How to treat an ingrown eyelash

An ingrown eyelash, also known as trichiasis, is a potentially dangerous but very treatable condition where a lash or lashes are located on the eyelid in such a way that they come into contact with the surface of the eye. Left untreated or in chronic cases the resulting irritation can cause permanent damage to the eye. There is no home treatment for trichiasis. If you feel you are suffering from this condition see a doctor, preferably an ophthalmologist (eye doctor), right away. Below are some causes of ingrown eyelashes as well as treatment options available through your doctor.

Remove the hair with forceps to relieve the problem. While simple in nature, this is a procedure that should not be attempted at home. Any misstep could cause further damage to the eye and even blindness.

Use laser removal of the hair or hairs for a chronic condition. The Society for Clinical and Medical Hair Removal provides a background of electrolysis as it is commonly used for unwanted body hair. Interestingly enough, the treatment of ingrown eyelashes with lasers actually predates and led to the more common aesthetic treatments.

Freeze the hair follicles with careful application of cryogenic gas, which is a gas kept in liquid state at very low temperatures. Descriptions of early studies of this treatment are well documented by the British Journal of Ophthalmology and now high tech equipment to administer this process is available to your doctor.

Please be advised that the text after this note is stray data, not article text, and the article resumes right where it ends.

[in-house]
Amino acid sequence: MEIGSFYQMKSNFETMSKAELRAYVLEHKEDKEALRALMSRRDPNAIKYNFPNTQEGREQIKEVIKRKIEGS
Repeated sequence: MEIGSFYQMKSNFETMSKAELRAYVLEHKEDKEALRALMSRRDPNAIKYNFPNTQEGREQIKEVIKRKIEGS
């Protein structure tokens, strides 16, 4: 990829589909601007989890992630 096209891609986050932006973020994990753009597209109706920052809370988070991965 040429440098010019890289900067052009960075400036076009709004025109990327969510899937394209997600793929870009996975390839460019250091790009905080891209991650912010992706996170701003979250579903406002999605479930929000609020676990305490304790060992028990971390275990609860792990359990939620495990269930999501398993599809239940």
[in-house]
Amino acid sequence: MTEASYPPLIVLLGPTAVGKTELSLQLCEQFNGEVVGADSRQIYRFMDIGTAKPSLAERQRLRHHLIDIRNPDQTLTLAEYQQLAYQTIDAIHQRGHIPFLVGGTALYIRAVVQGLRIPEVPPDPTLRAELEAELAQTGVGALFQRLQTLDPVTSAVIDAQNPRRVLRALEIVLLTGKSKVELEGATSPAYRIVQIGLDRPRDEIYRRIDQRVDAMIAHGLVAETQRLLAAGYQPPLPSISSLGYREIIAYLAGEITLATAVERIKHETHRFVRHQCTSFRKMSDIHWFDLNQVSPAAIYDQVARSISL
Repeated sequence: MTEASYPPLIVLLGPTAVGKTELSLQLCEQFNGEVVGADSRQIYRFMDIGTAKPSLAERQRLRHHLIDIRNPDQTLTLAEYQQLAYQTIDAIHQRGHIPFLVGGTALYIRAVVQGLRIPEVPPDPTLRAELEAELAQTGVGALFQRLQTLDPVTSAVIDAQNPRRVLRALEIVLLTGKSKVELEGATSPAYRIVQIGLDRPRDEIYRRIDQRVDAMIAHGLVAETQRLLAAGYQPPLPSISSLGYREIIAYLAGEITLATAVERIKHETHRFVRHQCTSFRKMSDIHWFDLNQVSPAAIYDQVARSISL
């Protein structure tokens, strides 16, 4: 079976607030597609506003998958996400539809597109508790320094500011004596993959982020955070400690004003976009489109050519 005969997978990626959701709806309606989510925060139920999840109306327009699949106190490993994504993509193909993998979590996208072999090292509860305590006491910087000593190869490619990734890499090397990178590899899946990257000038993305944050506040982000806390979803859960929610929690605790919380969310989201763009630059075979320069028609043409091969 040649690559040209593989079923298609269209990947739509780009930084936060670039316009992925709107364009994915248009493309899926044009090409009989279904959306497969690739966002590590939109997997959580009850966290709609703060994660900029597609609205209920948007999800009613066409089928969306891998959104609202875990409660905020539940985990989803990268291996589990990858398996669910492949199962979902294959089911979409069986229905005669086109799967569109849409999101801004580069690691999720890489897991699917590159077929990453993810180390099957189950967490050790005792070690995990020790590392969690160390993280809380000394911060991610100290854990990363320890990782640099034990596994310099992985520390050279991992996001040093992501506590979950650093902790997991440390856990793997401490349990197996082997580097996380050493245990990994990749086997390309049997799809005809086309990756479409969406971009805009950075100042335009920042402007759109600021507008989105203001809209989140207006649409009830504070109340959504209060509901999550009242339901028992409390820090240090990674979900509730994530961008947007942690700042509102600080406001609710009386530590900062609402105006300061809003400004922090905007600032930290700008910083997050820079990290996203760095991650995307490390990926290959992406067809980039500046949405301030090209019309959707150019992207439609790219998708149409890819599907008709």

According to the Merck Manuals Online Medical Dictionary, ingrown lashes are usually a random occurrence and not chronic in nature, much like an ingrown fingernail. Trichiasis can also result from a pre-existing eye condition such as eye trauma, or congenital defects in the eyelid or lashes that cause the lashes to come into contact with the eye. The appropriate treatment for ingrown lashes depend on the nature of the occurrence.


This article is not meant to provide diagnosis of any condition or advocation of any treatment. If you have an eye injury or condition consult a physician immediately and do not try to treat it yourself as you may cause further damage to your eye and cause blindness.

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About the Author

John Collins is a marketing executive and has been writing professionally for more than 10 years. His writing has been featured in many corporate print, Web, radio campaigns and corporate proposals. Collins began his online freelance writing career in 2009 and focuses on health and exercise subject matter. He holds a B.A. in communications from the University of California, Santa Barbara.